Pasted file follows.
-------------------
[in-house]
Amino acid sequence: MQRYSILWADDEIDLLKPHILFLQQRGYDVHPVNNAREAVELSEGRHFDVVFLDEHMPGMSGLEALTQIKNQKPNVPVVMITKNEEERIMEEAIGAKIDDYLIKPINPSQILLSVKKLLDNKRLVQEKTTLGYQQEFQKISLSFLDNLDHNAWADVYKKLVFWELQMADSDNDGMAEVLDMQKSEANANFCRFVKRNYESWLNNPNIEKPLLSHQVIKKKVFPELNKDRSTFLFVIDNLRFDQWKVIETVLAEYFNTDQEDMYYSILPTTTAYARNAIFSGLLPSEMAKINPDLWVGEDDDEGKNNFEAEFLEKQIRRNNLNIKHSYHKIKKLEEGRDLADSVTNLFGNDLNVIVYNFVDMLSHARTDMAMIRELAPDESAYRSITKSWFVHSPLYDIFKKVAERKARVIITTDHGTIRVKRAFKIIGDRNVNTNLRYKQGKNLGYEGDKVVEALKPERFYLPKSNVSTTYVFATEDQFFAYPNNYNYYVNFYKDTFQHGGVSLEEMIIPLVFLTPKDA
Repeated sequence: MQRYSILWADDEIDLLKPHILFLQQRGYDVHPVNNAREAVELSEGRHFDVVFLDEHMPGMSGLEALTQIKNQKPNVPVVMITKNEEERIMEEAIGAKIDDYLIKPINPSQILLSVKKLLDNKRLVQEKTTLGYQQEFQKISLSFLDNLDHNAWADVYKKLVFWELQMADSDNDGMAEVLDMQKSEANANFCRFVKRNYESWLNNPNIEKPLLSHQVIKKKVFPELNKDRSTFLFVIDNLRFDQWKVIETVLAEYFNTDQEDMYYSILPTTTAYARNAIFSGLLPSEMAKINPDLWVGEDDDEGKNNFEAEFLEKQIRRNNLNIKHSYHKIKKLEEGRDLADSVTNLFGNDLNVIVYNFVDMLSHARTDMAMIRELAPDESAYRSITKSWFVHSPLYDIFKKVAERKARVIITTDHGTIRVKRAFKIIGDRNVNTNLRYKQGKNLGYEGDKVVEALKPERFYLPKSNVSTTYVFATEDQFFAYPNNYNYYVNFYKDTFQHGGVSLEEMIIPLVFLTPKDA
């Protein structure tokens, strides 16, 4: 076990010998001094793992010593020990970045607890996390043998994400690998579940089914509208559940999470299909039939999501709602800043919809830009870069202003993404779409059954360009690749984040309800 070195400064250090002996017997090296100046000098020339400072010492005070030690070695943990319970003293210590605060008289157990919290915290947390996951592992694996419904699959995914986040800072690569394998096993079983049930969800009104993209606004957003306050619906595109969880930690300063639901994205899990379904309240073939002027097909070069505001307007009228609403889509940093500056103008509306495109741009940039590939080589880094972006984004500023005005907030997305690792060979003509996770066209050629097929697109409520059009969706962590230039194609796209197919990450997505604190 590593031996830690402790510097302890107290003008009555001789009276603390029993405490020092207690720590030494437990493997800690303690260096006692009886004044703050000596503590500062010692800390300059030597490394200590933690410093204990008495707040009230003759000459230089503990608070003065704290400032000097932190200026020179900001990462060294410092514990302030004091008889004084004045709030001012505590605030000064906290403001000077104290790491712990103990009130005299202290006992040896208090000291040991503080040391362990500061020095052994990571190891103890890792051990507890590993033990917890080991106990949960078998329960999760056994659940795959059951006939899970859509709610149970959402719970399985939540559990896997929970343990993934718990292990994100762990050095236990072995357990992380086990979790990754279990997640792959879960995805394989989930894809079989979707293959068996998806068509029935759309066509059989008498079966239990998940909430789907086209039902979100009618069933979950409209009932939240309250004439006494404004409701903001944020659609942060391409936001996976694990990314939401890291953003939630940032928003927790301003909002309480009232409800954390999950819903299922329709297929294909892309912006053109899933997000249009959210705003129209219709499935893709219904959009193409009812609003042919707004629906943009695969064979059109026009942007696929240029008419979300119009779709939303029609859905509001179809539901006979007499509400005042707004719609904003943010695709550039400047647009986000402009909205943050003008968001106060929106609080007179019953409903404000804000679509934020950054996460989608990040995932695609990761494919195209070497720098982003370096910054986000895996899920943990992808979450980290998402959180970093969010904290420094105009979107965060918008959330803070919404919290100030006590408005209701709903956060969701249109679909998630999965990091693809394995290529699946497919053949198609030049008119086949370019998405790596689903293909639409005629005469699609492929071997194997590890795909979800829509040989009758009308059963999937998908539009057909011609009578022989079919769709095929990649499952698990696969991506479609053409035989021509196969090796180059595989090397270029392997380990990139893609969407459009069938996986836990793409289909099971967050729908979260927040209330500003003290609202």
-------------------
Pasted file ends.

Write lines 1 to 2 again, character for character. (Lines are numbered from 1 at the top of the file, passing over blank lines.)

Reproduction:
[in-house]
Amino acid sequence: MQRYSILWADDEIDLLKPHILFLQQRGYDVHPVNNAREAVELSEGRHFDVVFLDEHMPGMSGLEALTQIKNQKPNVPVVMITKNEEERIMEEAIGAKIDDYLIKPINPSQILLSVKKLLDNKRLVQEKTTLGYQQEFQKISLSFLDNLDHNAWADVYKKLVFWELQMADSDNDGMAEVLDMQKSEANANFCRFVKRNYESWLNNPNIEKPLLSHQVIKKKVFPELNKDRSTFLFVIDNLRFDQWKVIETVLAEYFNTDQEDMYYSILPTTTAYARNAIFSGLLPSEMAKINPDLWVGEDDDEGKNNFEAEFLEKQIRRNNLNIKHSYHKIKKLEEGRDLADSVTNLFGNDLNVIVYNFVDMLSHARTDMAMIRELAPDESAYRSITKSWFVHSPLYDIFKKVAERKARVIITTDHGTIRVKRAFKIIGDRNVNTNLRYKQGKNLGYEGDKVVEALKPERFYLPKSNVSTTYVFATEDQFFAYPNNYNYYVNFYKDTFQHGGVSLEEMIIPLVFLTPKDA